– John & Barbara Allan, Pemaquid

Cardinals, with the male at left and female on the right. You might see cardinals every year in your yard, but do not assume it’s the same pair … or that the pair itself is even still together. Apparently, cardinals have a “divorce rate” of about 20%. Associated Press photos

It is a very common misunderstanding to think that the birds returning to your yard each year, often nesting in the same spot, are the same individuals. From what we know about different species’ longevity and family dynamics, it is almost impossible for them to be the same in many of these long-term cases, as John and Barbara suspect. We can use their excellent northern cardinal example to explain.

The oldest known northern cardinal, according to the Bird Banding Laboratory, was at least 15 years and 9 months old, a female that was first caught and banded in Pennsylvania in March 1956. The best way to know the age of individual birds is for a licensed bird bander to catch (then measure, weigh, etc.) and place a band on the bird’s leg. Each bird gets a lightweight aluminum band with a unique set of numbers, which you can think of as the bird’s Social Security number. Then if the bird is ever caught again, its information can be referenced to learn things like how old it is, where it has been, and much more. That cardinal banded in Pennsylvania was already an adult when it was first caught, which is why I said it was “at least 15 years old.” So while there may well be older cardinals out there, 15 years is probably a long life for the average cardinal.

Knowing that the cardinals are being replaced on this Pemaquid peninsula, we can think about their pair bonds. While there are some fun examples of birds that “mate for life,” my preferred explanation is that they’ll mate for life as long as it is mutually beneficial. We often see paired cardinals sticking together, even in the non-breeding season, but studies have shown this species has around 20% “divorce rates” through the year. Even while being “socially monogamous,” cardinals are known for being polygynous (having many female partners), as a male will mate with multiple females within his territory. Females are also documented to have “extra-pair fertilizations” (many males contributing to a nest) which is probably a good way to not put all your eggs in one basket.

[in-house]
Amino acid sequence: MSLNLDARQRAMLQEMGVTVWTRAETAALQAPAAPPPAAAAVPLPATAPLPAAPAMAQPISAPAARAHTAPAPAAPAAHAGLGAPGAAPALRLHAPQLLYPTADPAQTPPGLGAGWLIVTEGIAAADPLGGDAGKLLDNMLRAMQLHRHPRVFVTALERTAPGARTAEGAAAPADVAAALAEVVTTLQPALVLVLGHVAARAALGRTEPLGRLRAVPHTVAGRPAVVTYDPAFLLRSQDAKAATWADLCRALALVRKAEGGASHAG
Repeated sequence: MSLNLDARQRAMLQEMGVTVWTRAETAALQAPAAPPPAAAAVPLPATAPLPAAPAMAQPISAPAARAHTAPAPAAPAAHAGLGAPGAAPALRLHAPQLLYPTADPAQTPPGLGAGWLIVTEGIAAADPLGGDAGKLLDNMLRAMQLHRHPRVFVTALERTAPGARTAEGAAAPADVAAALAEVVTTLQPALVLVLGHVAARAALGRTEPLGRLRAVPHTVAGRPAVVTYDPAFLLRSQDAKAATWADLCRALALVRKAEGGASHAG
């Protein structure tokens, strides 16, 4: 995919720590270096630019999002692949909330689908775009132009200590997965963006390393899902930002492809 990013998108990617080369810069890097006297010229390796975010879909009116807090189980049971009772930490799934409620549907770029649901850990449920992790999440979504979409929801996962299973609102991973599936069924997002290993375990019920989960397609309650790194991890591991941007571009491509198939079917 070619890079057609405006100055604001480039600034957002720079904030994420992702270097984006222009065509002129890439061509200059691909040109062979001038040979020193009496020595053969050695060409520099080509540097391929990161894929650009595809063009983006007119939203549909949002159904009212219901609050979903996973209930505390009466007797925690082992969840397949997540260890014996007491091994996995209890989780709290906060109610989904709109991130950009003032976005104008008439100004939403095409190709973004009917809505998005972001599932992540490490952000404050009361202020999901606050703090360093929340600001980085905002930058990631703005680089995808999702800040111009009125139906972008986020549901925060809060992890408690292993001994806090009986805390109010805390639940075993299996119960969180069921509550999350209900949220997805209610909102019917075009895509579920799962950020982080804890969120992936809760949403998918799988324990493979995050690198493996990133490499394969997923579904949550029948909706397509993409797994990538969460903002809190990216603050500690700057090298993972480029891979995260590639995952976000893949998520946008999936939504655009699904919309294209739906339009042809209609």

We should also note, as John and Barbara assumed, that subsequent generations of a family will often stay in the same area. So the offspring of the successful cardinals from 30 years ago likely stayed within the area that they were born. Then, as their parent’s territory became vacant, they moved in. So even though it may not be the same “Carlton the Cardinal” that has been in your backyard for 30 years, it is fun to know that it might be Carlton the Cardinal Junior or perhaps, more likely, Carlton IV.

ABOUT THOSE ARBORISTS

In my March 21 column, I made what was truly meant to be a lighthearted comment about arborists. Maine Audubon works closely and productively with many arborists and knows them to be professionals who are careful to balance a love of trees, habitat, and wildlife with a need for safety. Their expertise in evaluating wildlife needs and other concerns in tree removal was not meant to be overshadowed by my lighthearted attempt to expose my own bias as a naturalist. I’m sorry for any misunderstanding and any unintended slight.

Do you have a nature question for Doug? Email questions to [email protected] and visit maineaudubon.org to learn more about virtual and backyard birding, online classes and other programs about wildlife and habitat.